The workshop structure would be somewhat loose, a couple of folks could only come by for some of the time.  Charles & George-ann and Paul would ultimately remain the only constants.  We made a trip to the local scrap yard on Friday, where I found a cool bronze drain to use as a blow mold.  "Readymades".  The next day we went to the Scrap Exchange next door, to look for more readymades.  There were a few plaster molds I couldn't resist, that were originally created for ceramic slip casting.  Hard to pass up a mold that has the title "Stuffy Sleeping Bunny Feet" written on it in marker!

    Though I was only in town for a few days, we made the most of it.  Charles concentrated on a wet clay & bamboo mold - the bamboo was quite gnarly & made a beautiful pattern.  I went with the Readymades & found objects.  I have had this idea for removable inserts for the "Tripentahedron Vase" mold for about 10 years now and have never arrived at a design that I like - until now.  There was a pallet of funky stuff that we could pick from.  I found these three scraps of steel with an identical cut out on each.  Charles instinctively placed them in the mold - perfect fit & pattern for the idea!  I love it when that happens!
    George-ann had the most twisted idea - she had been freezing a package of uncooked "chicken paws", which she wired to the inside of a perforated cage.  The concept was pretty great, and the imagined object even better.  For some reason I was expecting this to smell like grilled chicken, you know, like a barbecue.  NOT THE CASE!  Seared flesh. One of the nastiest smells & I got a hefty whiff of it, since I was blowing out the mold!  We only blew that one once.

    There was quite a bit of local buzz, and many visitors came to watch.  One of the visitors was Caperton Andersson, a friend of Liberty Arts, who took a wonderful series of photographs. Here is a link to some of the photos she took.  And here is a link to some of the photos I took.  It was a really terrific visit, with much support & enthusiasm from all.

Monday, August 27, 2012

OK to NC

     I spent about a week and a half in Mangum, it just so happened that my sister & her daughter & granddaughter where there as well!  The scenery was quite beautiful, Spring weather had been good to the area, and I had arrived the week before wheat harvest.

     We drove around to dad's old childhood home & of course to the Jester cemetery (a customary trip).  Dad has his headstone already in place - I like to tease him that he could have gotten a better price if he would have had that second date carved in at the factory.....
     I was lucky enough to be in the right place for yet another intense phenomenon in the sky - an annular eclipse!  Not too often do you get to see one of these.  I was on the very North Eastern edge of visibility, and was pretty excited about that.  Wouldn't you know it, right as the moon started to cross the sun, the clouds rolled in & obscured my view!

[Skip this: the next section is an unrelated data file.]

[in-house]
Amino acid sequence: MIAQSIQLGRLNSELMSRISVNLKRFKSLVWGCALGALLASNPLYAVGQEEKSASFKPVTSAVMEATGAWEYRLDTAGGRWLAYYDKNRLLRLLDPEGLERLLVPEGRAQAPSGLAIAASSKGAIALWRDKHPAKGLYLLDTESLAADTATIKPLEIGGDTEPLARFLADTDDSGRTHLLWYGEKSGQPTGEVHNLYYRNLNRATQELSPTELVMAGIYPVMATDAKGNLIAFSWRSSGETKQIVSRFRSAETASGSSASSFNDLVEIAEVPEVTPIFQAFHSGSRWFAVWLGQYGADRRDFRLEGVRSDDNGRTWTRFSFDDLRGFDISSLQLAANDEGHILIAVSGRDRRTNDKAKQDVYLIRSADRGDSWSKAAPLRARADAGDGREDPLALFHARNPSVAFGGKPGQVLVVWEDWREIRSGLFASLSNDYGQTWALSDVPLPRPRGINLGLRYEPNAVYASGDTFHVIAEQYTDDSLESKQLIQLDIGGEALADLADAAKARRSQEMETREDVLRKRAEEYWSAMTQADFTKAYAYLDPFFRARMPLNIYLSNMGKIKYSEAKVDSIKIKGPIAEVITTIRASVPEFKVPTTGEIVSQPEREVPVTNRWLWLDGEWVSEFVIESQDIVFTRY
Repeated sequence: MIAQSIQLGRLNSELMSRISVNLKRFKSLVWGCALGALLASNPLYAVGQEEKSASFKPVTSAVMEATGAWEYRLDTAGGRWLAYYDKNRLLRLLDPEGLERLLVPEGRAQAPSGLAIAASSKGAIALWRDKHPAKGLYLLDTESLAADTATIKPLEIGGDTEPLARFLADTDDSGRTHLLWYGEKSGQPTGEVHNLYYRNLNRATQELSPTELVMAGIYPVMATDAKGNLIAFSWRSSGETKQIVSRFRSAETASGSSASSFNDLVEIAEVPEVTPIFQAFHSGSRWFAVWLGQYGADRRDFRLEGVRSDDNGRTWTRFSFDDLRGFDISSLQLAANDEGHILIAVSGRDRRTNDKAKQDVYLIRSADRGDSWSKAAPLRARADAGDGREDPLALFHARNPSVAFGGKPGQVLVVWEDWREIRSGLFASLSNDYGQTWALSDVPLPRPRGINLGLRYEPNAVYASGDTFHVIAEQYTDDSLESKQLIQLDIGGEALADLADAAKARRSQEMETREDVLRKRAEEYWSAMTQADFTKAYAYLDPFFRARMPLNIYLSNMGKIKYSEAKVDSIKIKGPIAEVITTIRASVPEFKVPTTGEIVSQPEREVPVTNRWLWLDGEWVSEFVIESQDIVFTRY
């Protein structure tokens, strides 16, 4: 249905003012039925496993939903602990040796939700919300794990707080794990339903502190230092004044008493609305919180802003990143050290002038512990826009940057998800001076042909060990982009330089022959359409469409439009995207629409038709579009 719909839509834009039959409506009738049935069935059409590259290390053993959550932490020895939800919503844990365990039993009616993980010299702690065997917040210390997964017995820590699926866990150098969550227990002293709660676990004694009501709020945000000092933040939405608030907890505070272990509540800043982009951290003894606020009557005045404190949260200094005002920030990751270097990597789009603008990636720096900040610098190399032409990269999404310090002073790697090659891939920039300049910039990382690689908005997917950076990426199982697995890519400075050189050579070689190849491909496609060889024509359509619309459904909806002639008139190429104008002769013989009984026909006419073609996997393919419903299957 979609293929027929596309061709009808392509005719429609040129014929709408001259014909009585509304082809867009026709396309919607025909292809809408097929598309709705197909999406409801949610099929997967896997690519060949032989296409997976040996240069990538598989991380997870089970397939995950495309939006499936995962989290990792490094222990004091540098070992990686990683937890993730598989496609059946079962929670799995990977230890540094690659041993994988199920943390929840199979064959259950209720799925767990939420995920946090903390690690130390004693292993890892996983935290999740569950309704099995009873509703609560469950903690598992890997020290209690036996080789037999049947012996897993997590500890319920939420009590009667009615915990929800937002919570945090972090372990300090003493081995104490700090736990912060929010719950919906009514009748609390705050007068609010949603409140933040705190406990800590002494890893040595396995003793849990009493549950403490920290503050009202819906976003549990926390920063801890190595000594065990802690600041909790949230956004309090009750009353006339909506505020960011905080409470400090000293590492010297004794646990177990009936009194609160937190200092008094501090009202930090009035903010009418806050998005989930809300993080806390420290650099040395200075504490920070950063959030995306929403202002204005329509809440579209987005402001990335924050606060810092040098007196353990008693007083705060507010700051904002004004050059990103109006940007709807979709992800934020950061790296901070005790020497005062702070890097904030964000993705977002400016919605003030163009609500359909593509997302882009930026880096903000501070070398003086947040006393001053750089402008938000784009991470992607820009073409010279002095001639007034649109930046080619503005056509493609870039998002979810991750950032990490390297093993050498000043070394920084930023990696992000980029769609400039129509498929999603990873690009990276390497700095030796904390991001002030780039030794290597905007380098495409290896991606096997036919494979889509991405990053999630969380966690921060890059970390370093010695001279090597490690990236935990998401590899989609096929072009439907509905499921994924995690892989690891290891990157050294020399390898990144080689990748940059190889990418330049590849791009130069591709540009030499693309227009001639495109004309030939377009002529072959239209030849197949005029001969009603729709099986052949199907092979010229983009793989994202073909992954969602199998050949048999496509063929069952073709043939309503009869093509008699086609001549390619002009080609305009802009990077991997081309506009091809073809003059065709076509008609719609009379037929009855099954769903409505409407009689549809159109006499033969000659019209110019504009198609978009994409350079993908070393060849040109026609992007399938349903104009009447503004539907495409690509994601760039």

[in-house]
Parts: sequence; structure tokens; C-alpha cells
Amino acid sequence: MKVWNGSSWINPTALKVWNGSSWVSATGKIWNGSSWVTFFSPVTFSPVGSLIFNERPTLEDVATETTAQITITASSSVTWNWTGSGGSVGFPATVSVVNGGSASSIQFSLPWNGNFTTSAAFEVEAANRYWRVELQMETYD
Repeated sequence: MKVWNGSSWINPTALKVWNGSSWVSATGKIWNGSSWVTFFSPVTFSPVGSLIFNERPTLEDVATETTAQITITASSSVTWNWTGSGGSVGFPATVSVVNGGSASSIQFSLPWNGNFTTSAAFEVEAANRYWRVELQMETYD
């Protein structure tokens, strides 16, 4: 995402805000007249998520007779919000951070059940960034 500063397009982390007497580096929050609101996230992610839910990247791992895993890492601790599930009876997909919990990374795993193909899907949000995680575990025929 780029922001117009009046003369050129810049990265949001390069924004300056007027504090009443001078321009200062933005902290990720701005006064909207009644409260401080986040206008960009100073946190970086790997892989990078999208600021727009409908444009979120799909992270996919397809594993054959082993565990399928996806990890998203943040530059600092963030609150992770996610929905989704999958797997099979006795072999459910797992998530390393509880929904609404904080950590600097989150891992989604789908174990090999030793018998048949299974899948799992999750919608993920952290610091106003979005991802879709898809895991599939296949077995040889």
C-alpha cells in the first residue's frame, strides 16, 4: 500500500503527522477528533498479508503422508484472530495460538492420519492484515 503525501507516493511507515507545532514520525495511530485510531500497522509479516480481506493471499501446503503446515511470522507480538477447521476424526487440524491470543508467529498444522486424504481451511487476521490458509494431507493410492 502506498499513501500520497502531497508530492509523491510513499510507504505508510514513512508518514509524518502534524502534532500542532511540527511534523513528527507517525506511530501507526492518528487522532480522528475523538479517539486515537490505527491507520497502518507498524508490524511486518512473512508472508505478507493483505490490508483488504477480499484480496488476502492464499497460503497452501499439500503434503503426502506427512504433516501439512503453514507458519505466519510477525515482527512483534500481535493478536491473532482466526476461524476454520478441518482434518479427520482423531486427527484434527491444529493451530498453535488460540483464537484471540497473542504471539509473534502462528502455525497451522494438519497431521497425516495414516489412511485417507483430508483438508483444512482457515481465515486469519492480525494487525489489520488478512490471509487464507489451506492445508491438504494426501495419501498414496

Although I couldn't see it, I sure could Feel it!  

     It was a great visit, but had to be cut a bit short.  I had a schedule to stick to.  I-40 East across Oklahoma. I have done this road many times, starting in early childhood.  There are memories ingrained, some of which I feel it appropriate to revisit as an adult.  One such is Red Rock Canyon State Park.  Picnic with the family when I was.....5ish? I remember the color of the rock walls covered with daddy long legs.  Had a beautiful morning drove down into it & spent about an hour or so wandering around.

Yup.  Although the walls aren't as tall now as they once were...

     Short detour in Oklahoma City to find a place called Blue Sage Studios.  Staying true to my ways, I just dropped by & they were closed.

I know where the place is now, and will make a point of calling next time!

     I took a little break once I got into Arkansas, and wandered around a little junk shop in downtown Ozark.  I keep seeing these glass swan dishes, all over the country actually, and this shop had quite a few.  I had one of these when I was young, blue & white swirly.  Here's my first glass memory - seeing these things made. I can still see it in my minds eye - pulling out the neck pinching the eyes & beak - maybe that was when the glass seed was planted.  I feel like the studio was in Arkansas, so I asked the ladies at the counter.  They told me of a place about an hour North, and of course it was too late in the day (and my schedule) to make it up there.  Next time.
     Made it all the way to Memphis that night.  I have been through Memphis many times, and have had some not-so-great memories attached to it.  That was a couple of lifetimes ago, and I felt like it was about time to give Memphis a chance!  So, I stopped right around dusk to check it out.  Landed right on Beale street.

     What a scene!  Music & people everywhere. Lots of Harleys lining the street. Quite the party! I soaked it in for a bit, check out the music for a bit, had a bite to eat.  The music was decent - there were loads of great musicians - but no one seemed to be playing anything remotely original.  Glad to have been there, but that was enough Beale Street for me.
Here's the link to a short photo album from the trip.